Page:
by Ashley Phosphate
Oconee – The wildly successful cash for clunkers program is being opposed by the state’s legislative leaders. The program, paying up to $4500 for qualifying cars to reduce the price on new automobiles ran out of funding last week.
The U.S. House of Representatives voted to add $2 billion to the program and the U.S. Senate takes up the measure for additional funding today. But South Carolina’s legislative leaders, including Governor Mark Sanford, met in the upstate today to hash out plans to oppose any more of the federal dollars coming into the state.
“It was bad enough with the stimulus dollars in the first place, but now people are taking their cars in and the federal government is doling out cash for their older, less fuel efficient cars like we were in red China or something,” said Rep. Bobby Harrell, speaker of the house. Harrell is upset with what the program will do to his hopes of offshore oil drilling along SC’s coast. “If they get those cars off the road, what’ll happen to the oil industry? We’re counting on getting money for oil, not money for old cars in this state.”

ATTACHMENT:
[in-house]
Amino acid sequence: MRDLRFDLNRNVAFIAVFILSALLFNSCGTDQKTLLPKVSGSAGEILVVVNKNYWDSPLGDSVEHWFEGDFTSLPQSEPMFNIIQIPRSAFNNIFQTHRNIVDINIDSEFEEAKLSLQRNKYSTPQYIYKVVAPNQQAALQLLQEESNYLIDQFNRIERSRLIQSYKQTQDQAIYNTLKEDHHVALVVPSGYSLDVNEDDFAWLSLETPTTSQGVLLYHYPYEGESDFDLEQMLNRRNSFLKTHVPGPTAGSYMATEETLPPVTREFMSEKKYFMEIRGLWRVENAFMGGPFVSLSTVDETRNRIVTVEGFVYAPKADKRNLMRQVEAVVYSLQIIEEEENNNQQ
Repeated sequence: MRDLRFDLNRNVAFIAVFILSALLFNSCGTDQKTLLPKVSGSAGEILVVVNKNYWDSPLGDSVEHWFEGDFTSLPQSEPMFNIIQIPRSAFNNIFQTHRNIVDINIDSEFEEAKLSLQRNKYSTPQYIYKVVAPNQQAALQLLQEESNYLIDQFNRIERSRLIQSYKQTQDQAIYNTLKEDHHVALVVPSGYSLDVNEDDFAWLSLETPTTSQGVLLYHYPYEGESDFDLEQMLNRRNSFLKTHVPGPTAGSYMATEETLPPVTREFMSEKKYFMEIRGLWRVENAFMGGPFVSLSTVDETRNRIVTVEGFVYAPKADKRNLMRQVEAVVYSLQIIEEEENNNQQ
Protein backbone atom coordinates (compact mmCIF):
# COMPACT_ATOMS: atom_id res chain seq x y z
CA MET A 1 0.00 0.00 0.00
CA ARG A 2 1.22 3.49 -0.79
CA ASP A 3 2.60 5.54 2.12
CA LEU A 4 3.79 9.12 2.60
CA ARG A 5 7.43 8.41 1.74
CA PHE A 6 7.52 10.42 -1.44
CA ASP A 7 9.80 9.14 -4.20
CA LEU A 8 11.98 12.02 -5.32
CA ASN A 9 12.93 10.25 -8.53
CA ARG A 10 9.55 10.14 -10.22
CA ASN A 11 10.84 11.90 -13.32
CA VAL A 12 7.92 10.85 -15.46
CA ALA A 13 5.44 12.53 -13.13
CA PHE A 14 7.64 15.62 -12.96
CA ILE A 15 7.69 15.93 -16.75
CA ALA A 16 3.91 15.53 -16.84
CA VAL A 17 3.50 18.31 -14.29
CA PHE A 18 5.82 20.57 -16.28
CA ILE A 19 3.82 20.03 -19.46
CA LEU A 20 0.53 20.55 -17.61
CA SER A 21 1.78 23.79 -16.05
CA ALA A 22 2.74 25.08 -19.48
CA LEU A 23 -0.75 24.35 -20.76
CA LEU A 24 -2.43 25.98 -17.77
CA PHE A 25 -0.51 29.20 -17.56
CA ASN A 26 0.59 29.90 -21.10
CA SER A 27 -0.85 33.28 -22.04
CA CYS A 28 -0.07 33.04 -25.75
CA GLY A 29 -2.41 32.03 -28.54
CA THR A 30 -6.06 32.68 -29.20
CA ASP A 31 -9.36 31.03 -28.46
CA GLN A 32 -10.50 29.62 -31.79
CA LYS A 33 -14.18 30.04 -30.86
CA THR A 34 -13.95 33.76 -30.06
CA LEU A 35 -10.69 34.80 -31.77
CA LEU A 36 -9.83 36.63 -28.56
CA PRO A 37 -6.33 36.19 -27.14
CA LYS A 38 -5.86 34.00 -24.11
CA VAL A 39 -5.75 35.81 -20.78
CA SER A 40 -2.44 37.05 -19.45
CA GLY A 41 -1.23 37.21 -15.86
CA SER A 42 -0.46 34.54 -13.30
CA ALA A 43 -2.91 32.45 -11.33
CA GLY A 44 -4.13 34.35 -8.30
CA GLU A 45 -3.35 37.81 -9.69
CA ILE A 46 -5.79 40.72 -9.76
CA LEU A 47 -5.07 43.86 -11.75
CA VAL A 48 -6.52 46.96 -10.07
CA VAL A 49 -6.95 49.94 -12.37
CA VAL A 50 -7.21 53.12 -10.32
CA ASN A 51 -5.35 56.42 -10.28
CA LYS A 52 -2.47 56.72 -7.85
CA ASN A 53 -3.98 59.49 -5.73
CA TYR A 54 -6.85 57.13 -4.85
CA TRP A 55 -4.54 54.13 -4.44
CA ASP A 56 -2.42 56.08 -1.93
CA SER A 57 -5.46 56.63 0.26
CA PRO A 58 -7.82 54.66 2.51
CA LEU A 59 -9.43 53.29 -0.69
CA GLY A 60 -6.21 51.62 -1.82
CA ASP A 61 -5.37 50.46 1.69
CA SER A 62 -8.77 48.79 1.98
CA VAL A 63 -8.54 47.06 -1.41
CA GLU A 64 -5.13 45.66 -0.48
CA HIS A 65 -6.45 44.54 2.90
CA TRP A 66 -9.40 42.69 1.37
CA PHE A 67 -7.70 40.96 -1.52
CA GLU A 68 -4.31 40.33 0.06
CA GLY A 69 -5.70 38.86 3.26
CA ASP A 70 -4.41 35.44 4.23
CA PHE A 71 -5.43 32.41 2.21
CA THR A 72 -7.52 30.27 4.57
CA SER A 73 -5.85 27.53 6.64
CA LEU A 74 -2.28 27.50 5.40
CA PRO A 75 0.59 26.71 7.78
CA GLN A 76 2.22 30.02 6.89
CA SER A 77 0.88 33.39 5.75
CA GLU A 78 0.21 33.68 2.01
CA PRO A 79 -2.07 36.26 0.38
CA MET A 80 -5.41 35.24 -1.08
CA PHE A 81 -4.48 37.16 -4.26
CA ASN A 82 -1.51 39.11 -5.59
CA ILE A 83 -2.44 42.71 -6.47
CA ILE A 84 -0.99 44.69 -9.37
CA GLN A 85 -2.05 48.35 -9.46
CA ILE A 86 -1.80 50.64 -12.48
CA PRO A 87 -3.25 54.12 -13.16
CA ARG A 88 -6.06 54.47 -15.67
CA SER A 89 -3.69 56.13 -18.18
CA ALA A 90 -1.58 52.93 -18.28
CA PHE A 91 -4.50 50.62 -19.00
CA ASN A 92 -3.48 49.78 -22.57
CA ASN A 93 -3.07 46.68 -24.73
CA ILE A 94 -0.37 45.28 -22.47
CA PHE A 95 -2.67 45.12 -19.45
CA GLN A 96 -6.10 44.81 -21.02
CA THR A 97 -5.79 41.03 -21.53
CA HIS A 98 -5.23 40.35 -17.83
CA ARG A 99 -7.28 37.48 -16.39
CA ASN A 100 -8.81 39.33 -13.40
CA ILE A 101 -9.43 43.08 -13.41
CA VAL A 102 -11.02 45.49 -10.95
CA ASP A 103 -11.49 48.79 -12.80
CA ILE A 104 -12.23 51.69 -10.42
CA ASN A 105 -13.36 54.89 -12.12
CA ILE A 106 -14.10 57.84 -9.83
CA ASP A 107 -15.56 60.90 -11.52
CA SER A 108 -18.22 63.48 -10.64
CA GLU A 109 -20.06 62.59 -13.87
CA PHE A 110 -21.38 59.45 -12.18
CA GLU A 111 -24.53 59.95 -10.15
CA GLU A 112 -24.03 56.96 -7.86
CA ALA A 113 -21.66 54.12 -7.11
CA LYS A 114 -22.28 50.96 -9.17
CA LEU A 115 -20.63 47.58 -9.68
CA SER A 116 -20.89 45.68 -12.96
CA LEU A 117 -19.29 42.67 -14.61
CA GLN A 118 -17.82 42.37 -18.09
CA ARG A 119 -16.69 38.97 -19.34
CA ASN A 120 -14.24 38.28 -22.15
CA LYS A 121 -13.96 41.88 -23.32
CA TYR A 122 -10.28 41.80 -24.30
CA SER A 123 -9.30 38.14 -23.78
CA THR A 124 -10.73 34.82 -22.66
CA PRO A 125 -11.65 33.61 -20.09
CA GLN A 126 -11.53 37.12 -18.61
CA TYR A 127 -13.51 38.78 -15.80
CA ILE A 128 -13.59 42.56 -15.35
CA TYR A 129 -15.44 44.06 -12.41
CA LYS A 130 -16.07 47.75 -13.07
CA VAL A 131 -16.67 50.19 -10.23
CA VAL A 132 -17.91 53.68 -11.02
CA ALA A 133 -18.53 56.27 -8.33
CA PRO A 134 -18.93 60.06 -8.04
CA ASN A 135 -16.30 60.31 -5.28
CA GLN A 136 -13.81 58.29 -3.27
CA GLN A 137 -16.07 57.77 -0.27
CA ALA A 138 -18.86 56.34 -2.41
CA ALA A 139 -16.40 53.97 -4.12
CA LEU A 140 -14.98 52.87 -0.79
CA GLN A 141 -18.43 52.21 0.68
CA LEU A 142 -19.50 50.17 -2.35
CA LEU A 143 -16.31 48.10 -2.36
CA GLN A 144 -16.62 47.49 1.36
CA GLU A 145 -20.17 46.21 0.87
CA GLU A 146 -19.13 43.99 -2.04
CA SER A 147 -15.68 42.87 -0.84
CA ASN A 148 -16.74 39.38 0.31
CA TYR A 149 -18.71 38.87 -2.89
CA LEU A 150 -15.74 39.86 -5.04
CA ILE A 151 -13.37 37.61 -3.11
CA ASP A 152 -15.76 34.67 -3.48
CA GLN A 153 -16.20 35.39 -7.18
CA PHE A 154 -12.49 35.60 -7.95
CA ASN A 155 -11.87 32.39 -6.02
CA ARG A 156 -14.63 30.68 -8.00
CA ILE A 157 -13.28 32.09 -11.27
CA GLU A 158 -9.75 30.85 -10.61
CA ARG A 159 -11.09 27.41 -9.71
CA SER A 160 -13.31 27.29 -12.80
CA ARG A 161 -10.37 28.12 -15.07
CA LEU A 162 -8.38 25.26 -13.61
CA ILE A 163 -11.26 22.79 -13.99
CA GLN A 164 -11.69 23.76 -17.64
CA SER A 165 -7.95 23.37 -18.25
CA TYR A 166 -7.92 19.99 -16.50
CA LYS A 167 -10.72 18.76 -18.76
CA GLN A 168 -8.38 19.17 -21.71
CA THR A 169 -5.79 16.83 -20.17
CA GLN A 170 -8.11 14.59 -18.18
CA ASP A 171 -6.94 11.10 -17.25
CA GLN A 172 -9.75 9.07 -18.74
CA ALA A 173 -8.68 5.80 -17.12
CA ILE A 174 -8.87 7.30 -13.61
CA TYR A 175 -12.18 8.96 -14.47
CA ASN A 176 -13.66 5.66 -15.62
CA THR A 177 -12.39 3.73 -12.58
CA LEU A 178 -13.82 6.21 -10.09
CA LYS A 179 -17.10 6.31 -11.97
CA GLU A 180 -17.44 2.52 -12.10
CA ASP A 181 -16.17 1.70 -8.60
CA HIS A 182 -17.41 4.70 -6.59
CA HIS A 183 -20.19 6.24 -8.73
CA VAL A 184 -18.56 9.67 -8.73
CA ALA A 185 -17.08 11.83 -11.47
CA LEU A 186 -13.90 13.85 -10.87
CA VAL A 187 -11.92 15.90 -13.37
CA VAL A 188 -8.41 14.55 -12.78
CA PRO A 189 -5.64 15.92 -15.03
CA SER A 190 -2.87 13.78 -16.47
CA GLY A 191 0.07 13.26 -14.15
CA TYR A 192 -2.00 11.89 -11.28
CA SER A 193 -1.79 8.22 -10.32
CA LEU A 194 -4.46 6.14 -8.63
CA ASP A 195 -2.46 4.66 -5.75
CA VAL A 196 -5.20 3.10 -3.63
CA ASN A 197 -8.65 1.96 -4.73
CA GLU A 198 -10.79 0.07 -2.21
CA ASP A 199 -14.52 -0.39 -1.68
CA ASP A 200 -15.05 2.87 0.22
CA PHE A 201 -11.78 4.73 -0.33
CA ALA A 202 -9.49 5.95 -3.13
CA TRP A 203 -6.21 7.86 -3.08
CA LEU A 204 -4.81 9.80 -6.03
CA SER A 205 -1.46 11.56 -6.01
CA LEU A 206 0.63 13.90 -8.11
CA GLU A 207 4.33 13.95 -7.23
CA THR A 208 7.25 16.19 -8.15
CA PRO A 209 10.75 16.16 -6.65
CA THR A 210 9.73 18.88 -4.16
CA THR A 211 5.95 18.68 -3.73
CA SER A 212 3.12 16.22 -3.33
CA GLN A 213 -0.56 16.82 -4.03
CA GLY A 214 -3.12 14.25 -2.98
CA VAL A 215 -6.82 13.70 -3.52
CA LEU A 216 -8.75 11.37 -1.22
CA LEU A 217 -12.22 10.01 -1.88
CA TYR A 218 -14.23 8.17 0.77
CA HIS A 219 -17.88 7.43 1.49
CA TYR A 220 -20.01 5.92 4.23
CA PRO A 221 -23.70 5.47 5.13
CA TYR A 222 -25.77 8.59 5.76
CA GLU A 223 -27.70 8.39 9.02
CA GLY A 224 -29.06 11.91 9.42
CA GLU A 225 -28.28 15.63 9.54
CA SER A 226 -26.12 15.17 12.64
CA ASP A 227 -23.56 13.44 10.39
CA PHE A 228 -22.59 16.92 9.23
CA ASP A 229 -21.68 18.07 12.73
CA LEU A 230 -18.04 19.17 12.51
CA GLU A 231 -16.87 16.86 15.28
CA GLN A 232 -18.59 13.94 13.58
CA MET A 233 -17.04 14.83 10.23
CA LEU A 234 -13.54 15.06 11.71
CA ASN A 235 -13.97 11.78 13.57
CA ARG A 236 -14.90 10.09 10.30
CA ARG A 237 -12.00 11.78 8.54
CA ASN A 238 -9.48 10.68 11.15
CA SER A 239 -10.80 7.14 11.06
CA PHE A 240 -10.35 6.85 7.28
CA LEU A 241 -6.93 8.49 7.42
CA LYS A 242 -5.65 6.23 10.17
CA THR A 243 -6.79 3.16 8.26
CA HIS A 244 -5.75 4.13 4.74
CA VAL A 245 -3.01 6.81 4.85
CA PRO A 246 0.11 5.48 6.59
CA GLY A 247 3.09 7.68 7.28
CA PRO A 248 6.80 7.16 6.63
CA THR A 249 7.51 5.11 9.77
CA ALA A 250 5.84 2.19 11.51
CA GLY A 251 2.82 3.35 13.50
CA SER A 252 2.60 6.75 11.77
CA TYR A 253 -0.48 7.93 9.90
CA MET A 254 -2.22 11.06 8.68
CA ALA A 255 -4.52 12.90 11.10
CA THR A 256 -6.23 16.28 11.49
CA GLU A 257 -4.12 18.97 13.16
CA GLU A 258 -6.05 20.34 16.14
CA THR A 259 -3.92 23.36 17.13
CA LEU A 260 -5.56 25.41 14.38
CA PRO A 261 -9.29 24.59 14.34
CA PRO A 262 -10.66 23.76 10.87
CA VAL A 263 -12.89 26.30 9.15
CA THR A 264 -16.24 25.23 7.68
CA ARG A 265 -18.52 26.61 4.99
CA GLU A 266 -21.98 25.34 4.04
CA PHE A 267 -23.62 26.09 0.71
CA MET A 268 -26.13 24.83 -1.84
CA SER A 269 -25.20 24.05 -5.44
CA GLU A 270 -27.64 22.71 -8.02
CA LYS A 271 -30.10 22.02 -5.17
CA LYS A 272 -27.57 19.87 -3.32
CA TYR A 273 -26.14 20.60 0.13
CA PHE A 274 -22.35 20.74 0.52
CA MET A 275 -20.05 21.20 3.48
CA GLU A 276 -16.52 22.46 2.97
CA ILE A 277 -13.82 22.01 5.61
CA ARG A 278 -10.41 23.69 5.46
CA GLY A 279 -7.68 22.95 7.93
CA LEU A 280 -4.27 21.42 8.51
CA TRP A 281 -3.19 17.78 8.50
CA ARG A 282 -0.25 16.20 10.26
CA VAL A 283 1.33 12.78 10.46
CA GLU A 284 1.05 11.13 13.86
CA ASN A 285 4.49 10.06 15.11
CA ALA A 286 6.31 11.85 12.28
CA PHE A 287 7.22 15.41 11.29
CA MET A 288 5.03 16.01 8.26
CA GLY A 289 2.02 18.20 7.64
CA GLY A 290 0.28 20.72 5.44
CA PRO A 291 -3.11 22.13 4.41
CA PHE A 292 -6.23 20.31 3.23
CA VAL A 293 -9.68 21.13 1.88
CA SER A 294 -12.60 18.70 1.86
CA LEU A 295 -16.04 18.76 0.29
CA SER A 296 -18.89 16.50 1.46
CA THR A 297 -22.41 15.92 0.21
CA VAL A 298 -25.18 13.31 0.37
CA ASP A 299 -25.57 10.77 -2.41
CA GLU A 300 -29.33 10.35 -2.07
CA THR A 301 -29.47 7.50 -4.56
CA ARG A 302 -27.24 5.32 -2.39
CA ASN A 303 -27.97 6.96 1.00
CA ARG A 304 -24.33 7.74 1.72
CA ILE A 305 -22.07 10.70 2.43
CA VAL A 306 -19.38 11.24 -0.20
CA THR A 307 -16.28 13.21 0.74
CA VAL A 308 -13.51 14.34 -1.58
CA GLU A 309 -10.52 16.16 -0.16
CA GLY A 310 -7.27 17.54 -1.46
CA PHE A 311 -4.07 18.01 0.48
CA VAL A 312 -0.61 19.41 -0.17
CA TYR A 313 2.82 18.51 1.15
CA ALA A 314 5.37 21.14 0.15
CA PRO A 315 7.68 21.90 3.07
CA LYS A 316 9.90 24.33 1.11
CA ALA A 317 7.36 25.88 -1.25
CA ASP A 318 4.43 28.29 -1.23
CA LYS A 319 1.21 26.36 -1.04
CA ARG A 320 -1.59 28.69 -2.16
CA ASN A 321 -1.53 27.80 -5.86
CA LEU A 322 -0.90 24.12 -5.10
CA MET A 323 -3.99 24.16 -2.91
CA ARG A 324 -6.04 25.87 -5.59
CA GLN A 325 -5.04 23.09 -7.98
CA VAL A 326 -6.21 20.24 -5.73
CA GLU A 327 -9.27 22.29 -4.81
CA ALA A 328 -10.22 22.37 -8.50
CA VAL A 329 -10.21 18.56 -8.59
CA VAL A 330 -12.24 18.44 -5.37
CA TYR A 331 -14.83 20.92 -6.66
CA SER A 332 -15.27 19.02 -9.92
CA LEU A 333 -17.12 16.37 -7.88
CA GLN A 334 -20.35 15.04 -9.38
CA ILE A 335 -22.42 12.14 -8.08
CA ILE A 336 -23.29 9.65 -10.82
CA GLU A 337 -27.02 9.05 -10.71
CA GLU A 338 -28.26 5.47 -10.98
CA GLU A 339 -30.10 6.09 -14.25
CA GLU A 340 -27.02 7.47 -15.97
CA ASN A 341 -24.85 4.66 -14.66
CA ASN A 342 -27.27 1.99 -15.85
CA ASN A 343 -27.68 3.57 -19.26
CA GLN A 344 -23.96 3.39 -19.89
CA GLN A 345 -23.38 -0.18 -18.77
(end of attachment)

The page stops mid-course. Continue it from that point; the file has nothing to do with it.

Sanford, who recently returned from a European vacation with his family, spoke out publicly for the first time since his extra-marital scandal broke in June on something other than his romance.
“Larry and Bobby are dead on with this one,” Sanford said. “Government has to stop intervening and let the markets decide how much these so-called clunkers are worth instead of dictating from Washington. If the government decided how much an old car is worth, what’s to stop them from deciding how much a good divorce lawyer is worth, too.”
Others, including gubernatorial hopeful Sen. Larry Grooms simply are fed up with the new mentality of the federal government.
“Why don’t those bozos in Washington quit with their ridiculous schemes while we’re still ahead,” said Grooms. “It’s high time we cleansed ourselves of this notion that the government can keep spending and spending and spending itself out of a hole. I pledge, if elected governor, that I won’t accept any federal money to buy a car or to buy a house or to buy a computer or anything. I want to spend my own money, not Obama’s money,” he said.